Traffic Pollution Could Raise Heart Risks

Living near a freeway associated with artery damage, study finds

MONDAY, July 16, 2007 (HealthDay News) -- People who regularly breathe in fumes from heavy traffic are more likely to get the hardening of the arteries that boosts heart attack risk, a German study finds.

"It's not limited to freeways," said lead researcher Barbara Hoffmann, head of the unit of environmental epidemiology at the University of Duisburg-Essen. "We see it in inner-city dwellings on heavily traveled streets as well."

Her team published the findings in the July 17 issue of Circulation.

The damage to the arteries seen in such people is similar to that produced by inhaling secondhand tobacco smoke, "although the effect we see here in this study is even larger than that caused by secondhand smoke," Hoffmann said.

Most of the blood vessel damage is due to high levels of particulate pollutants in vehicle exhaust fumes, Hoffmann speculated, although there might be other contributing factors, such as the constant noise of heavy traffic "which can contribute to high blood pressure."

The journal report is based on data from a continuing study done in three cities in the industrialized Ruhr area of Germany. Hoffmann and her colleagues got the home addresses of almost 4,500 adults to determine the distance of their living quarters from heavy traffic. They were also assessed for cardiovascular risk factors such as diabetes and smoking.

A technology called electron-beam automated tomography was then used to measure the degree of vessel calcification -- the buildup of calcium deposits that cause arteries to harden and become more vulnerable to blockages.

The amount of calcification was found to be related directly to the distance of living quarters from heavy traffic. Compared to participants living more than 200 meters (642 feet) from heavy traffic, calcification was 63 percent higher for those living less than 50 meters (160 feet) from heavy traffic, 34 percent higher for those whose distance was 51 to 100 meters (164 to 328 feet) and 8 percent higher for those whose distance was 100 to 200 meters (328 to 642 feet).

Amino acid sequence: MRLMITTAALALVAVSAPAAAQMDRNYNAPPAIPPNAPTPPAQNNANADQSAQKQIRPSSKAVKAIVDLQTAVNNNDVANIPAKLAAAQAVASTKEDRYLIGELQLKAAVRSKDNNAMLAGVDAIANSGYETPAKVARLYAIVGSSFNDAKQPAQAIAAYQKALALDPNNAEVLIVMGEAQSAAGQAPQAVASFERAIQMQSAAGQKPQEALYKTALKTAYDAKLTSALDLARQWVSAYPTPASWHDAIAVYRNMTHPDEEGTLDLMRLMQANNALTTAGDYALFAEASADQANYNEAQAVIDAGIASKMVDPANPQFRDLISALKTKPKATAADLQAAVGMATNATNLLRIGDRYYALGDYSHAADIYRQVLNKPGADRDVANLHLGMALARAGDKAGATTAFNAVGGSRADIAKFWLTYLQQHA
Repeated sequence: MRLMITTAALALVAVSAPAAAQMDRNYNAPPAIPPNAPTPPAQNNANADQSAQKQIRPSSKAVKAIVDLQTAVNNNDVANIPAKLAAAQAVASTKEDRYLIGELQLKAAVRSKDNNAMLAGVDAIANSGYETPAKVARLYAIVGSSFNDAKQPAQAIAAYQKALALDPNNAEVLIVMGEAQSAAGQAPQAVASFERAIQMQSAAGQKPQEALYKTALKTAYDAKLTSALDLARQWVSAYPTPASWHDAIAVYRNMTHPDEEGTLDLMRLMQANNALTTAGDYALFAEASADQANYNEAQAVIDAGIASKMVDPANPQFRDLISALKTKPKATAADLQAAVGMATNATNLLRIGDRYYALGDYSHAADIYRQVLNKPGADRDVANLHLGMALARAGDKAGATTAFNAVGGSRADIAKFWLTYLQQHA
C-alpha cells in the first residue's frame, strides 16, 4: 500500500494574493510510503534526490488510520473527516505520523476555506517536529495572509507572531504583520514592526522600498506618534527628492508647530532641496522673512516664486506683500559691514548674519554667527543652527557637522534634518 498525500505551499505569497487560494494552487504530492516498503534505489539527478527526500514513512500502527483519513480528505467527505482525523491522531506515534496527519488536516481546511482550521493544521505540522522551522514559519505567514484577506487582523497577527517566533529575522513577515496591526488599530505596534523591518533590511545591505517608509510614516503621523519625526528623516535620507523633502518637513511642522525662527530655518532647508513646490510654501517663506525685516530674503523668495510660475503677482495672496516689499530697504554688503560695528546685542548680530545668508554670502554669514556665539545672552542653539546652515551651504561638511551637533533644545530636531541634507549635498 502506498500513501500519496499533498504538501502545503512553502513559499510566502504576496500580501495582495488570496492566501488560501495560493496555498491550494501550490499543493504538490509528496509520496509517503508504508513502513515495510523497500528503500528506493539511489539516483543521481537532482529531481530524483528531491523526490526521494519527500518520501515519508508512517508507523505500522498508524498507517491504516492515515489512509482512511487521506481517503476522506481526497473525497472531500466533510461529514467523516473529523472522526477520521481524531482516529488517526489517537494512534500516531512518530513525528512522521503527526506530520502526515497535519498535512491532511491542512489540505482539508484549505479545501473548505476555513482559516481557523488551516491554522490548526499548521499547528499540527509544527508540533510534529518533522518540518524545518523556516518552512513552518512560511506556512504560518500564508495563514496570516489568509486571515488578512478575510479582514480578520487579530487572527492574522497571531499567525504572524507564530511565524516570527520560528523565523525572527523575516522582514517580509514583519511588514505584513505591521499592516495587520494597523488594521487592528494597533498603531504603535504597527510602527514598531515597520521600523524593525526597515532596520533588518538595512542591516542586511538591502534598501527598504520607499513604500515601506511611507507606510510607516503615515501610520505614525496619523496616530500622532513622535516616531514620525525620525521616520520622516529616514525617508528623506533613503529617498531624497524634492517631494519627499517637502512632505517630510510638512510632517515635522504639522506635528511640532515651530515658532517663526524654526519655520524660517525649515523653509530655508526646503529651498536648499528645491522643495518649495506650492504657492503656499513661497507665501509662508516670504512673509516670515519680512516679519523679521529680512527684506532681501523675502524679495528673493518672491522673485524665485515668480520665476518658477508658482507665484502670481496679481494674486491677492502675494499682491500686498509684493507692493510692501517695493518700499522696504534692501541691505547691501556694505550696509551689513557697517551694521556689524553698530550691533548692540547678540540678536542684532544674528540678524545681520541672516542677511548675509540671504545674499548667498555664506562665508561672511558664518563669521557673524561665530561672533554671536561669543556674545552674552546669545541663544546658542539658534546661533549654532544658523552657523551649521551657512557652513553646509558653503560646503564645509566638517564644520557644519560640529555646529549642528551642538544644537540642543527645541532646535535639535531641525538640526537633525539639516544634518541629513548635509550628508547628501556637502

This is the first study to show such a relationship between traffic-based air pollution and damage to the arteries, Hoffmann said. The participants will be followed to see whether the traffic-related damage worsens and whether it is associated with a higher incidence of heart attack and other cardiovascular problems.

"The follow-up data will be important to have," said Dr. Sidney Smith, professor of medicine at the University of North Carolina and a former president of the American Heart Association.

Smith was a member of a committee of experts assembled by the association in 2004 to review the literature on air pollution and cardiovascular disease. Among the committee's recommendations was that people at high risk of cardiovascular disease limit outdoor activities when air pollution is high.

However, Smith said, "this current study is incomplete, because it just looks at calcification." He added, "The follow-up, which will look at the incidence of [cardiovascular] events, will provide important information."

The only immediate protective action that can be taken by people living close to heavy traffic is increased attention to known cardiac risk factors, such as obesity and high blood pressure, Hoffmann said. Over the longer run, community action is needed, she and Smith agreed.

For example, "When they build roads, communities should consider the location of residential buildings and schools," Hoffmann said.

"There is increased concern about environmental pollutants worldwide, and I don't think we should neglect opportunities to reduce this as a global risk factor," Smith said. "Communities need to look at how to reduce ambient pollution levels."

More information

There is more on air pollution at the U.S. National Library of Medicine.

SOURCES: Barbara Hoffmann, M.P.H., head, unit of environmental epidemiology, University of Duisburg-Essen, Germany; Sidney Smith, M.D., professor, medicine, University of North Carolina, Chapel Hill; July 17, 2007, Circulation
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